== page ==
Stars: David Boreanaz, Emily Deschanel, Michaela Conlin, Tamara Taylor, TJ Thyne, John Francis Daley, Pej Vahdat, Shohreh Agdashloo, Chris McGarry, Kate Orsini, Braeden Marcott, Myk Watford, David Dean Bottrell
Writer: Emily Silver, series created by Hart Hanson, based on the life and writings of Kathy Reichs
Director: Milan Cheylov
Network: Fox, Mondays @ 8 PM
Airdate: April 14, 2014
There’s a lot going on in the BONES episode “The Cold in the Case,” starting with the twist that provides the title. When the remains of a young woman are found and entomologist Hodgins (TJ Thyne) sees insect activity that indicate three widely different (by weeks and months) times of death, the whole team is baffled. Before they can figure out who killed the victim, or even how she was killed, there’s a question as to when. While this is going on,Cam (Tamara Taylor) and Arastoo (Pej Vahdat) are both stressing over the prospect of going out to supper with his traditional-minded Iranian parents (Shohreh Agdashloo and Braeden Marcott) and Booth (David Boreanaz) is surprisingly uncomfortable at the prospect of promotion. This is all very good stuff, marred only by one strangely thoughtless goof at the end.
It turns out that the victim, Madeline Papadelis (Kristin Burke), was mourning the death of her young daughter, whom she’d had cryogenically frozen, in the hope that the little girl could be revived at some time in the future. Madeline was a big believer in cryogenics and helped out at the lab where her daughter’s body was kept. Although Madeline’s ex-husband (Myk Watford) at first looks good as the culprit – Madeline had a restraining order out on him and he was so angry about the freezing of their daughter that he tried to steal the body for burial – he’s not guilty. As he points out, since he couldn’t figure out how to open a cryogenic unit to remove his child’s corpse, he could hardly properly store Madeline inside one.
It turns out that the husband and wife who own the cryogenic center both are to blame. The husband was in love with Madeline, but it wasn’t reciprocal. He chloroformed her, then froze her. His wife, who believed there was an affair, disconnected Madeline from cryo and threw her remains into the swamp, where the body thawed slowly (hence the apparent different times of death).
Booth at first resists acknowledging that he’s being groomed for a promotion until the evidence becomes overwhelming. It looks like it will be an overseas post in Germany. Booth says of course he won’t take it because it would take him away from Brennan (Emily Deschanel) and their daughter Christine, but Brennan says she’s proud of Booth, she can easily work in Germany and the experience will be great. She’s sure he’d do it for her. Booth finally tells Brennan that the job site is an anti-terrorism base that is likely unsafe for families and that the questions he’s being asked indicate the FBI may want him to become a sniper again. Booth never wants to return to being a sniper; Brennan is entirely sympathetic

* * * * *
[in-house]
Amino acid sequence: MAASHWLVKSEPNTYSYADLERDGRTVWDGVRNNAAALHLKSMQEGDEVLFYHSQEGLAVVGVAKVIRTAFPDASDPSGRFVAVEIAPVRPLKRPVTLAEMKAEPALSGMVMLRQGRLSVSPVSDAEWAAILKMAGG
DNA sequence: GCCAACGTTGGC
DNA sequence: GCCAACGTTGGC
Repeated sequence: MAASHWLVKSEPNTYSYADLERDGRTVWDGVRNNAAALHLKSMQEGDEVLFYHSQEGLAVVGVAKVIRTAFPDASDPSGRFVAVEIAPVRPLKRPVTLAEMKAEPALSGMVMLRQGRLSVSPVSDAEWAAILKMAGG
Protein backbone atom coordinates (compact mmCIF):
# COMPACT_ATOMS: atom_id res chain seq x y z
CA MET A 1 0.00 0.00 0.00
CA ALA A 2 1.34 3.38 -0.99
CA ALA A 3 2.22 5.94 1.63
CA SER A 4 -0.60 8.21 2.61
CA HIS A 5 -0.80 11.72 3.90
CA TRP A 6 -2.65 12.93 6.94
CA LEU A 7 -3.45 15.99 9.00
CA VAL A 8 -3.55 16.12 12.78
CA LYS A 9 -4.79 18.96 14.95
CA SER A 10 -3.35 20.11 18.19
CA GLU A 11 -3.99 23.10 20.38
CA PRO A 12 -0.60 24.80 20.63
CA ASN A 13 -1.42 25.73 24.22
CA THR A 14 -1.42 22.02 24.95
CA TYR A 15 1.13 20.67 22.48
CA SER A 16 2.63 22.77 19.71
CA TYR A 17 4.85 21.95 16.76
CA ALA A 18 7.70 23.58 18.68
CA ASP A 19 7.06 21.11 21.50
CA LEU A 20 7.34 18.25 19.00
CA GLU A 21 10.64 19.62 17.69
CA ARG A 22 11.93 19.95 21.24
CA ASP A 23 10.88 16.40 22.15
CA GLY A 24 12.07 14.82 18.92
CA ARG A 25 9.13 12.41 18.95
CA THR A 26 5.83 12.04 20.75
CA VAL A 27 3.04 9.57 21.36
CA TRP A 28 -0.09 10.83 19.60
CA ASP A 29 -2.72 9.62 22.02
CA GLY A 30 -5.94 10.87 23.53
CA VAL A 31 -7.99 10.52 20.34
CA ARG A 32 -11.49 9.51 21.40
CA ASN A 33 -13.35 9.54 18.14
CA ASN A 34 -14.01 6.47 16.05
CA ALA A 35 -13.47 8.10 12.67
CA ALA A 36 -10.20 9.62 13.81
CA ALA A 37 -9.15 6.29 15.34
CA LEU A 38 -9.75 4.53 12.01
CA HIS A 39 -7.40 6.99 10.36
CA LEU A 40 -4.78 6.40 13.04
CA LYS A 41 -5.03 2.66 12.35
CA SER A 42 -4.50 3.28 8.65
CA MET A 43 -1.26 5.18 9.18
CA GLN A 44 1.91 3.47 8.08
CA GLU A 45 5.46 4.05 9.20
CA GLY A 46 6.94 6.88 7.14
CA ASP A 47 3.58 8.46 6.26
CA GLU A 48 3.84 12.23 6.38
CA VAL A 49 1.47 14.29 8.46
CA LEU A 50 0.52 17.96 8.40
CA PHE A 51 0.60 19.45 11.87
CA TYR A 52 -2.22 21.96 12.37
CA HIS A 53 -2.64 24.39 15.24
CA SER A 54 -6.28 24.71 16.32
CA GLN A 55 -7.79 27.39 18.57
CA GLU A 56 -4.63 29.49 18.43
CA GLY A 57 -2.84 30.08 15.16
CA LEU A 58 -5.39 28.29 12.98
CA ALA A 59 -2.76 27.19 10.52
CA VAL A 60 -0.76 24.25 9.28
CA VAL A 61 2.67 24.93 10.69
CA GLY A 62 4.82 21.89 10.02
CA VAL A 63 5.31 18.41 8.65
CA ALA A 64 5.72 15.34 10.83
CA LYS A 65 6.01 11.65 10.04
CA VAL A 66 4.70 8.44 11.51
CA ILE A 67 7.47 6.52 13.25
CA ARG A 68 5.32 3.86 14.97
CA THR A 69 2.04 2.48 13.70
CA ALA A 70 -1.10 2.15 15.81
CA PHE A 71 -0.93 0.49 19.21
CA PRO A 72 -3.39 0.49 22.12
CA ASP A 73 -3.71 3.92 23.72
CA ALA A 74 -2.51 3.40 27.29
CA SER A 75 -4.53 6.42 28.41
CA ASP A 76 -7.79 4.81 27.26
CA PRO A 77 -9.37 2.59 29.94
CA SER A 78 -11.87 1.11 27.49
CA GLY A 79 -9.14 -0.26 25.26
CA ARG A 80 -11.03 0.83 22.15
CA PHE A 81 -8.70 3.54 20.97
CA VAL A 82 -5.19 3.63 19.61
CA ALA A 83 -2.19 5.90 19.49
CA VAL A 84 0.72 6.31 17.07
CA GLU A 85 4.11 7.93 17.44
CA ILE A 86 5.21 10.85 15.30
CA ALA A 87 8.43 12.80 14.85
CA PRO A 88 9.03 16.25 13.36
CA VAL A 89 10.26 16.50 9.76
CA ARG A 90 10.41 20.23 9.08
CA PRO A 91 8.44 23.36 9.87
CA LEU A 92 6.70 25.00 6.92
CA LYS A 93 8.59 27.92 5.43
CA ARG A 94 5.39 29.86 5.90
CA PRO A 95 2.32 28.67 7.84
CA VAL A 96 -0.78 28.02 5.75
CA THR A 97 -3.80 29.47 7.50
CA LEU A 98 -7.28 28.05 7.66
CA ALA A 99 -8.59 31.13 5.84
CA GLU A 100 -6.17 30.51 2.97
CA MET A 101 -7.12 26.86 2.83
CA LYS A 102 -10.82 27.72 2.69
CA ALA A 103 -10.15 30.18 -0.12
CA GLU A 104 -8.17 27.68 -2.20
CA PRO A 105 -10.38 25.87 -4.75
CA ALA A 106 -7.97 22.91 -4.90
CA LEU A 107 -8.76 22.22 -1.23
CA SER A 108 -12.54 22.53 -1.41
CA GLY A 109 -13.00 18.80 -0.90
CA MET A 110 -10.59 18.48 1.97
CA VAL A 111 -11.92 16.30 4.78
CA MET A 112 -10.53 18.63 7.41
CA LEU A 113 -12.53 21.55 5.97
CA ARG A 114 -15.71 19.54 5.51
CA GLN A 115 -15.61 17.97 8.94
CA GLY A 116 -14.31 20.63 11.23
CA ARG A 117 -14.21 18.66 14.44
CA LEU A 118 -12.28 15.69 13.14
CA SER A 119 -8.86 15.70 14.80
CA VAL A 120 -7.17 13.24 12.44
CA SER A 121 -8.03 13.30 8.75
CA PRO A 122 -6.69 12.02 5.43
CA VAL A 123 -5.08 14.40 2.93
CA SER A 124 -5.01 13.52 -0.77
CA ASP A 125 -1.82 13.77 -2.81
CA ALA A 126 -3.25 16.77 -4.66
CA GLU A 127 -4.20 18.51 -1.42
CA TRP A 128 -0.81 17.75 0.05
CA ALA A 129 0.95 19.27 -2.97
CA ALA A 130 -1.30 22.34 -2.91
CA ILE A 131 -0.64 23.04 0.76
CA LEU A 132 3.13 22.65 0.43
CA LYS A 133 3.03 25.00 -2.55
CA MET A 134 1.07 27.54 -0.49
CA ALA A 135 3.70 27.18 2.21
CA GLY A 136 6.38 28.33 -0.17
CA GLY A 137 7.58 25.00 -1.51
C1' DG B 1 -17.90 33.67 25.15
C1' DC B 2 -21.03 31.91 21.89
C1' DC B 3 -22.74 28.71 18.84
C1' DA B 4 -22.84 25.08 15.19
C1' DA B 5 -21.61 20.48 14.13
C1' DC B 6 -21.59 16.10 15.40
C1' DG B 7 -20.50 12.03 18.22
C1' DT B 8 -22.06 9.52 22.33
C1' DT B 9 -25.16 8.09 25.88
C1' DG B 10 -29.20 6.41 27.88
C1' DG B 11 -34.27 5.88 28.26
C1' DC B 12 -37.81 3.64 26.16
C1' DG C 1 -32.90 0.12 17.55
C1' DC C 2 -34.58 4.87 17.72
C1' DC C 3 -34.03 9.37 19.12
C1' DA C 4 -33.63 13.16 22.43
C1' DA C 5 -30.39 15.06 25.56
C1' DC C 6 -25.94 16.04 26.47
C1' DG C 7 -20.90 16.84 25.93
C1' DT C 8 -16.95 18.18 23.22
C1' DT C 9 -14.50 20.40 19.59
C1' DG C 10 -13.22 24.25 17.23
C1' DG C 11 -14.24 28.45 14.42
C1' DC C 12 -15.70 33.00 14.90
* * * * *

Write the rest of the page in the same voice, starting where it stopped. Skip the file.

Arastoo is so worried about his parents saying something awful to Cam that he blows up during supper over nothing and drags Cam away before the food is even ordered. Later, the parents come by Cam’s apartment. Arastoo’s mother says that Arastoo was a headstrong boy, but he has grown into a fine and accomplished man – why did he think his parents didn’t notice that he is now an adult and has changed? Both Cam and Arastoo are very emotionally affected by this. Everything is going very well. Then Arastoo’s mom asks a question about marriage; surely when a man introduces a woman to his parents, that’s where this is headed? Arastoo says he assumed Cam guessed this. Arastoo and his parents have tea; Cam announces she’s going to have a Scotch.
And this is where it looks like the episode has gone off-track just a bit. After all of the out-loud concern over the sensibilities of Arastoo’s Iranian Muslim parents,Cam is going to drink alcohol in front of them the first time they all really sit down together? Are we meant to think that Arastoo’s folks are in fact not nearly as traditional as advertised, that Cam is being insensitive, or that for the sake of a joke, the creative staff suddenly forgot the underpinnings of the scene? It’s impossible to tell, but pondering the matter draws us away from the episode.
Otherwise, “The Cold in the Case” is solid. The Brennan/Booth sequences have the right amount of emotion and back and forth, and recurring actor Vahdat and guests Agdashloo and Marcott are all excellent. The twists and turns of the investigation are all as intriguing to the viewers as they are to the laboratory professionals, and it’s worthy of their talents and our time.
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Related: Part 1 of AX’s EXCLUSIVE HART HANSON Interview
Related: Part 2 of AX’s EXCLUSIVE HART HANSON INTERVIEW
Article Source: Assignment X
Article: TV Review: BONES – Season 9 – “The Cold in the Case”